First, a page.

I finally spent the time to learn to knit last year, and over the last 6 months, I have been knitting and crocheting more than I have been sewing. I’ve been missing my sewing machine though, so I’m sure I will be making some things soon. I have some home decorating projects in my short-term action plan. Kimara over at Wee Folk Art posted about this Sky Scarf in December as she had given her granddaughter a knitting Christmas gift of all the yarn to make this sky scarf and they were going to work on it together. I think it’s a lovely idea to give a gift that is not just “something” but the gift of dedicated time spent together.
The idea behind the Sky Scarf is that you choose a selection of sky colors of yarn (blues, grays, whites, etc.), and you note the color of the sky every day. You knit two rows of your scarf in the colors of the sky per day. Theoretically, after a year of knitting, you would have 730 rows of knitting (732 in Leap Year!). I had also seen the sky scarf making the rounds on Pinterest, but hadn’t really thought about making one for myself.
Then I came across the Conceptual Knitters forum on Ravelry, which was started by Lea Redmond who designed the idea behind the scarf (see also pattern page on Ravelry). Seeing the works in progress, I got inspired and decided to start one of my own! Looking through the projects that people had in progress on Ravelry helped me decide on the type of yarn to use, size of needles, design of the scarf, etc. I love Ravelry! Not everyone has decided to do the color of the sky every day. Some people decided to make a weight loss scarf with different colors representing losses/gains/etc. Others are doing temperature changes because their sky color doesn’t change very often. Some are adding beads to represent different things like snow or rain. It is fun to read about all of the different interpretations.
I chose to use Knit Picks Palette in Sky, Blue, White, Silver, Mist and Ash. Palette is 100% wool in a fingering weight. I am using two strands of colors per day, so for example, if it’s a light blue sky day with puffy white clouds, I will use Sky and White. For a snowy, overcast day, I am using Silver and White. Dark stormy clouds? Perhaps Silver and Ash, or Blue and Ash, depending on how the sky has changed throughout the day. It’s been a lot of fun to remember to note down the sky each day. I’m trying to keep to around the noon-time hour, but I’m not going to stress about it. Here is my Ravelry project page which I’m keeping updated with my progress. For Blue, Sky and Silver, I divided the yarn in half, so that I could do two strands of the same color if the day’s weather warranted it.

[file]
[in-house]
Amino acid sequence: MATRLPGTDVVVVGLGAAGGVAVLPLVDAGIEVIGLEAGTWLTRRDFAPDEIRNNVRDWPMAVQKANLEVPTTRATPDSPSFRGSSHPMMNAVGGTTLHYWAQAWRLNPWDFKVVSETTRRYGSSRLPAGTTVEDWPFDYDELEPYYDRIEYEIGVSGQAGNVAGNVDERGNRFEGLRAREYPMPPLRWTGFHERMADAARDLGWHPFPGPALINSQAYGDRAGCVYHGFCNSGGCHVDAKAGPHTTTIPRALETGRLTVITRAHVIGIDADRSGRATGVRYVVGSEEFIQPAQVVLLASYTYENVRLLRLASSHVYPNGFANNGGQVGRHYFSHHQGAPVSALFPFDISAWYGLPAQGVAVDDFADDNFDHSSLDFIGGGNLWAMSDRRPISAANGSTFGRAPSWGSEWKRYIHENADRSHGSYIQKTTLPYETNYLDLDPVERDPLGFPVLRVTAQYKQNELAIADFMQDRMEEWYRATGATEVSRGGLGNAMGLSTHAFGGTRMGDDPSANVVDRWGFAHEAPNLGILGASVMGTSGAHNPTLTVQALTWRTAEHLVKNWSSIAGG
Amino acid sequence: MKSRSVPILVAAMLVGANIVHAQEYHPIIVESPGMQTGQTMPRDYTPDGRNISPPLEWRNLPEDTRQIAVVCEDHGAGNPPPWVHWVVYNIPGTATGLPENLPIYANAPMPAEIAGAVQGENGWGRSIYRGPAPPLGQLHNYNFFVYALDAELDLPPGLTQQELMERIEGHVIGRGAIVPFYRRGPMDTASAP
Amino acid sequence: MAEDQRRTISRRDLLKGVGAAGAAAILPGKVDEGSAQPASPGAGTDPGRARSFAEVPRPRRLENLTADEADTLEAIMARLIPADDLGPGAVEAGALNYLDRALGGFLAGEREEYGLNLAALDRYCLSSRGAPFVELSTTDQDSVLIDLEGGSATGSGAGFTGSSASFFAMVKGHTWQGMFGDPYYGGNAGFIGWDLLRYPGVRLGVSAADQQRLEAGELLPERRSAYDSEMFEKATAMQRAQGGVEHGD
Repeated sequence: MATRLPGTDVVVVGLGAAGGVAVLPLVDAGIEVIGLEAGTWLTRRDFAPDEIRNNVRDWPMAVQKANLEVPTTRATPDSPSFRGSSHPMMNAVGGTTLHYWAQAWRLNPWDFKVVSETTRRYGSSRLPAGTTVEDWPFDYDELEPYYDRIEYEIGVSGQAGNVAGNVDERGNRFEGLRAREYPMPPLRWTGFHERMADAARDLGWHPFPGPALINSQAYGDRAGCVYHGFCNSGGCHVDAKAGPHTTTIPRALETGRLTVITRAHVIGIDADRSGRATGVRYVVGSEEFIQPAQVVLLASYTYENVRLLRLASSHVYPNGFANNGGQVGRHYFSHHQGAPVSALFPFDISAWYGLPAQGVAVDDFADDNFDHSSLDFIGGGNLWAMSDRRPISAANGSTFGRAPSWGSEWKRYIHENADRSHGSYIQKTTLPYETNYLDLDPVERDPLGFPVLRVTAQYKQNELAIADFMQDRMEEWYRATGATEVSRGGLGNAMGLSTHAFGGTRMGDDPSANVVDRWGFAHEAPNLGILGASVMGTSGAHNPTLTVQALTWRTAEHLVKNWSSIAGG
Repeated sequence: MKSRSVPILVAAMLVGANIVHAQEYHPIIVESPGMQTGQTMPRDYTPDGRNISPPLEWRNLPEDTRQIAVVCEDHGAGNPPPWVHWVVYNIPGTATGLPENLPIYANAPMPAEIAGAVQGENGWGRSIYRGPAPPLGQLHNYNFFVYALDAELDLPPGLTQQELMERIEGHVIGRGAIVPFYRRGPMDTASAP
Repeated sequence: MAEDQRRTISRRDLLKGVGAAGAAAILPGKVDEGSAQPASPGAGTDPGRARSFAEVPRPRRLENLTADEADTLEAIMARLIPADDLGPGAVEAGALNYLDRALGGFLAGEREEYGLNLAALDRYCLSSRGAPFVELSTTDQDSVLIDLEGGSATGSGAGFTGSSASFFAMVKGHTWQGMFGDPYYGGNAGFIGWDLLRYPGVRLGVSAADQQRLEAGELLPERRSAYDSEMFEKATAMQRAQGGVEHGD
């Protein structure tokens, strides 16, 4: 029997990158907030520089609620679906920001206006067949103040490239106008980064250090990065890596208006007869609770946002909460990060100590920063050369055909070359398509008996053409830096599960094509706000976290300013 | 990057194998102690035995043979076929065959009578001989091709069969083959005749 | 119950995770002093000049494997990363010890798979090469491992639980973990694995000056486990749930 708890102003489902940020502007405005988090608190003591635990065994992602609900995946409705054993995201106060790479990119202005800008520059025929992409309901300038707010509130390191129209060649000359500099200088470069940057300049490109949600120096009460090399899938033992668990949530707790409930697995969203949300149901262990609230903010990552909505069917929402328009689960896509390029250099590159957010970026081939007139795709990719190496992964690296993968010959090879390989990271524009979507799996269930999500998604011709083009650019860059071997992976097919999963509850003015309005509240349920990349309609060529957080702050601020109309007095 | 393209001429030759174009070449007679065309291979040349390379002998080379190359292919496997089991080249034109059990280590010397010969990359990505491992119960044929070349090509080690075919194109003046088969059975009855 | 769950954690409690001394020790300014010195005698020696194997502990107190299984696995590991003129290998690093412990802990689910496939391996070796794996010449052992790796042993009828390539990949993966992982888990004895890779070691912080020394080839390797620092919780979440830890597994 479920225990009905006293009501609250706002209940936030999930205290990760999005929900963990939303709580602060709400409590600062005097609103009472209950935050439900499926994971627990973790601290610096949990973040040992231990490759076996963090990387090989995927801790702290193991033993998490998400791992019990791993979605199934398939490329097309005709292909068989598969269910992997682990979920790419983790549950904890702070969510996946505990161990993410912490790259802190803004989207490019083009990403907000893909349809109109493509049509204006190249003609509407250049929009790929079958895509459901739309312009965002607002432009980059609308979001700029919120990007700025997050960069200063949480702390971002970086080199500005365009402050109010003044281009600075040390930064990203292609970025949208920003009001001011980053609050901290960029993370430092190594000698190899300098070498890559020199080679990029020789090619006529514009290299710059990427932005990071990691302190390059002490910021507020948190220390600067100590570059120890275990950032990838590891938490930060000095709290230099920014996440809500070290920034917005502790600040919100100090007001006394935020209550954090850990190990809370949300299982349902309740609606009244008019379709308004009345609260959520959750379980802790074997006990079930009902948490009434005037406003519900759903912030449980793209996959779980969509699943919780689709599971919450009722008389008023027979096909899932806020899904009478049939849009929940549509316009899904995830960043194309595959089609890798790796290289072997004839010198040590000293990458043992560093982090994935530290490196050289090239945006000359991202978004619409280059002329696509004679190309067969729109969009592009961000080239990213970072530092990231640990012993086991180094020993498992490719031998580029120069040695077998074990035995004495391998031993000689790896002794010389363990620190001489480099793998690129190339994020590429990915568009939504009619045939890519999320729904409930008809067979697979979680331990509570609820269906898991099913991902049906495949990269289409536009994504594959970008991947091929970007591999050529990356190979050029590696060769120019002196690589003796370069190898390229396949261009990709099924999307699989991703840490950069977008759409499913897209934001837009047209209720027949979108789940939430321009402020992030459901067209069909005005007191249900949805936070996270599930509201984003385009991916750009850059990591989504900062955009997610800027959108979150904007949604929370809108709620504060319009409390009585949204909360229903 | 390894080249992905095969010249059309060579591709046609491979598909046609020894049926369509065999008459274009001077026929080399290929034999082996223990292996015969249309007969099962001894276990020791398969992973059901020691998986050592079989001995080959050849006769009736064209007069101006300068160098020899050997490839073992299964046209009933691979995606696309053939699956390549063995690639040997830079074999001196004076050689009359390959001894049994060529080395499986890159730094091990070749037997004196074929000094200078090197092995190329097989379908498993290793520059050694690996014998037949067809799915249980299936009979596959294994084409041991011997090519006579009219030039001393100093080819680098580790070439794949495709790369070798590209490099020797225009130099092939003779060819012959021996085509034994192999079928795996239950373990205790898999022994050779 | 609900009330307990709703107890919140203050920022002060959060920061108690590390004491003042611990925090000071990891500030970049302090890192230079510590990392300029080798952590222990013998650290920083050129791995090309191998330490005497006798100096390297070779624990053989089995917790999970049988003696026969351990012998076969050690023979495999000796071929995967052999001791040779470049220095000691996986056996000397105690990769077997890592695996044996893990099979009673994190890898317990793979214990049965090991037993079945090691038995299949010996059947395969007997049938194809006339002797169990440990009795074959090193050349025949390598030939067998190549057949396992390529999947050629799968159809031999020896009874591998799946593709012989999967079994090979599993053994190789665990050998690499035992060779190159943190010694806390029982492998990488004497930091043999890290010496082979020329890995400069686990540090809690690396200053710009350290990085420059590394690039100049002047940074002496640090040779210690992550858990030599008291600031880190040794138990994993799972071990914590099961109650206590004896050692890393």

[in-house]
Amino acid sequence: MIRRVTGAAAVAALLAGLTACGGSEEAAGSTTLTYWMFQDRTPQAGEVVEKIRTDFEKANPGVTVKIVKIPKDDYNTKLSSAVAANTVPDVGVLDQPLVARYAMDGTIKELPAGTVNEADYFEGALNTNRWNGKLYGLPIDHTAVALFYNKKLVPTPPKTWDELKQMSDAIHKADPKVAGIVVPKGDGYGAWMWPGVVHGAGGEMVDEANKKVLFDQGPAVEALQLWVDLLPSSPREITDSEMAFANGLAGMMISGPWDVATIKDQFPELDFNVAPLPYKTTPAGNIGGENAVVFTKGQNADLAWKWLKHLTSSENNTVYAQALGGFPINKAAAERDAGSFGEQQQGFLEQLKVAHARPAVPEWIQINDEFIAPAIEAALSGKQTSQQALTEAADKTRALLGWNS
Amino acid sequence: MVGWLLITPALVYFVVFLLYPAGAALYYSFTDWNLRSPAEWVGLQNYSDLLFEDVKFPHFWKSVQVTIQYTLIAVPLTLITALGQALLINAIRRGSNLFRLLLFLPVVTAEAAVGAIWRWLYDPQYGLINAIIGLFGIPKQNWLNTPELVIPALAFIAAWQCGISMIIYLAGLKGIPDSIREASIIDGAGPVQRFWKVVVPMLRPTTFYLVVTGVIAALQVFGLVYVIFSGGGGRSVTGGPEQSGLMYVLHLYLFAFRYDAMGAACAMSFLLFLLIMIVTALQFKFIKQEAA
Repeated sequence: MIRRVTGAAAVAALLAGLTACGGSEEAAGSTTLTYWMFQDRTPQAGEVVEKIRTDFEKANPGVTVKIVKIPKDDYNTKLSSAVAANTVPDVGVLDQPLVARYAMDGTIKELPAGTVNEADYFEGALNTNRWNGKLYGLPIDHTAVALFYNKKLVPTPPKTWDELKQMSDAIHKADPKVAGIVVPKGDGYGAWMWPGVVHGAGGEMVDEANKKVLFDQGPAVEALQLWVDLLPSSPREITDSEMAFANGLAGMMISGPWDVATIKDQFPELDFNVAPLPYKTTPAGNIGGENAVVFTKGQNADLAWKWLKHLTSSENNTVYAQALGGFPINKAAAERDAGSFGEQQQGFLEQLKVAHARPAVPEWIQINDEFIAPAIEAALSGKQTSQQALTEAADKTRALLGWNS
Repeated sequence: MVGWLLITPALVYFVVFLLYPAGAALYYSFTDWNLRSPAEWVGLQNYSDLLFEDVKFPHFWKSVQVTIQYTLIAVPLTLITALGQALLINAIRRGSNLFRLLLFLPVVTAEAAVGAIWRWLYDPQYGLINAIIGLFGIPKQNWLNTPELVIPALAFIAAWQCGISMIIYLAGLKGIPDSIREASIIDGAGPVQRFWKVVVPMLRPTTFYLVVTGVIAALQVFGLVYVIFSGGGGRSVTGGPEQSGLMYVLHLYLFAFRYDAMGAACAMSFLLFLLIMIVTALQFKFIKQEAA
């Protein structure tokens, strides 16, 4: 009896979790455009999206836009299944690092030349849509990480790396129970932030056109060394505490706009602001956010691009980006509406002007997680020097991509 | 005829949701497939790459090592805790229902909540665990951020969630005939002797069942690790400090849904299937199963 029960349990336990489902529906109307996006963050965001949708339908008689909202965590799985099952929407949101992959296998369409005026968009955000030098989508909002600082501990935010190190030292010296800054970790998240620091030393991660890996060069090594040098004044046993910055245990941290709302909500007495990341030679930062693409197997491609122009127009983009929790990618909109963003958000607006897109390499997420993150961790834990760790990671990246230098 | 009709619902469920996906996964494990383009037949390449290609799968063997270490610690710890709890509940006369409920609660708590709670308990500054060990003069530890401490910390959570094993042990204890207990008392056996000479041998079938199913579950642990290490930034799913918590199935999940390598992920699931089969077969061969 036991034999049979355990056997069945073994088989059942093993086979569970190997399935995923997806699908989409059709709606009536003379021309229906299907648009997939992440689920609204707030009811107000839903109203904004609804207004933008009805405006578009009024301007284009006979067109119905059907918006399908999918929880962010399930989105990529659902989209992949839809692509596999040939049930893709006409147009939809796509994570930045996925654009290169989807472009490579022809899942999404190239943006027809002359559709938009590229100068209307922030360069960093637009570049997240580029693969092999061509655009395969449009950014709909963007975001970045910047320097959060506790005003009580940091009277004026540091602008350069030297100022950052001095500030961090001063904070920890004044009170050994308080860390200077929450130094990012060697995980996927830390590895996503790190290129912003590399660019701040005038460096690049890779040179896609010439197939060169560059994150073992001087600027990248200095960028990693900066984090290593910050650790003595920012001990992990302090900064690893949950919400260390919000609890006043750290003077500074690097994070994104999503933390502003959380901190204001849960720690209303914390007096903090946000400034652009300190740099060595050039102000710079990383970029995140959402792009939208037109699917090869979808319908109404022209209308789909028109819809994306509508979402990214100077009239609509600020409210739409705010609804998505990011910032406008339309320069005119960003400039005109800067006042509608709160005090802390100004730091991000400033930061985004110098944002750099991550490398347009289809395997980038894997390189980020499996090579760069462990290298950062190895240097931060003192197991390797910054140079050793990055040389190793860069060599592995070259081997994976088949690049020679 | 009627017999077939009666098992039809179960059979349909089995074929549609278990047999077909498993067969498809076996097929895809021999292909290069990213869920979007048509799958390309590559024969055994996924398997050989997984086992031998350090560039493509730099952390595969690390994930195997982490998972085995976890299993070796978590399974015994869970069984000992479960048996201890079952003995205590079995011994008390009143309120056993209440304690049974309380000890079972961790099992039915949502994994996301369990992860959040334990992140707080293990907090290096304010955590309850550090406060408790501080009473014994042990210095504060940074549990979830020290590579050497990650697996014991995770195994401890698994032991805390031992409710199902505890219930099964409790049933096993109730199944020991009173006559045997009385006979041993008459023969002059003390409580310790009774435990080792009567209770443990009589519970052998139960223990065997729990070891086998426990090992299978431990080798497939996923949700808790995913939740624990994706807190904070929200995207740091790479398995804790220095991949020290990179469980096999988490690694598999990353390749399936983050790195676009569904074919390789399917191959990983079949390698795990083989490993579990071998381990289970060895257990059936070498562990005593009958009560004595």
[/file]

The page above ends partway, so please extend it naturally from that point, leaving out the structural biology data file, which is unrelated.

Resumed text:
I started out using size 4 needles which is what the pattern called for. However, the pattern is for lace weight, and I’m using fingering weight. It wasn’t turning out too well (I’m a new knitter, so have to learn these things through trial and error!), so I took it out, and am now using a size 7 needle. It’s working much better! Lots of people are doing standard garter stitch scarves, but I decided I wanted to try a pattern. I saw someone was using the Favorite Scarf Ever pattern by Lisa Bruce (SunshineWalks), and as that pattern (Ravelry link) had been in my queue for quite some time, I decided this was a perfect opportunity to try it out. I had to watch several You Tube videos to figure out all the stitches (there aren’t really very many, I’m just new to them). The 3-4 times that I started over were good practice for figuring out the pattern. But now I’m moving along, and I’m so happy with it! I probably won’t go for a whole year. That would make a pretty long scarf. I’ll probably just keep going until it’s a length that I like. The scarf pattern actually calls for doing it in two halves, and then seaming them in the middle so that the chevron pattern is symmetrical when it’s draped over your neck. I’m not sure I will do that with this daily weather concept, but we’ll see how it goes as I get further along. I absolutely love the Favorite Scarf Ever pattern though and am already starting another one in a variegated yarn.
Now I just need to figure out how to keep all my yarn from tangling as I knit the daily rows. You keep the yarn going and carry it up along the edge in a twist pattern. So, my scarf has 9 strands coming off of it at all times, even though I’m only knitting with two at a time. It’s already getting a little out of control. I’m thinking I need a cloth basket with little partitions for each ball of yarn. So perhaps my sewing machine WILL get some use this week!
Filed under: knitting |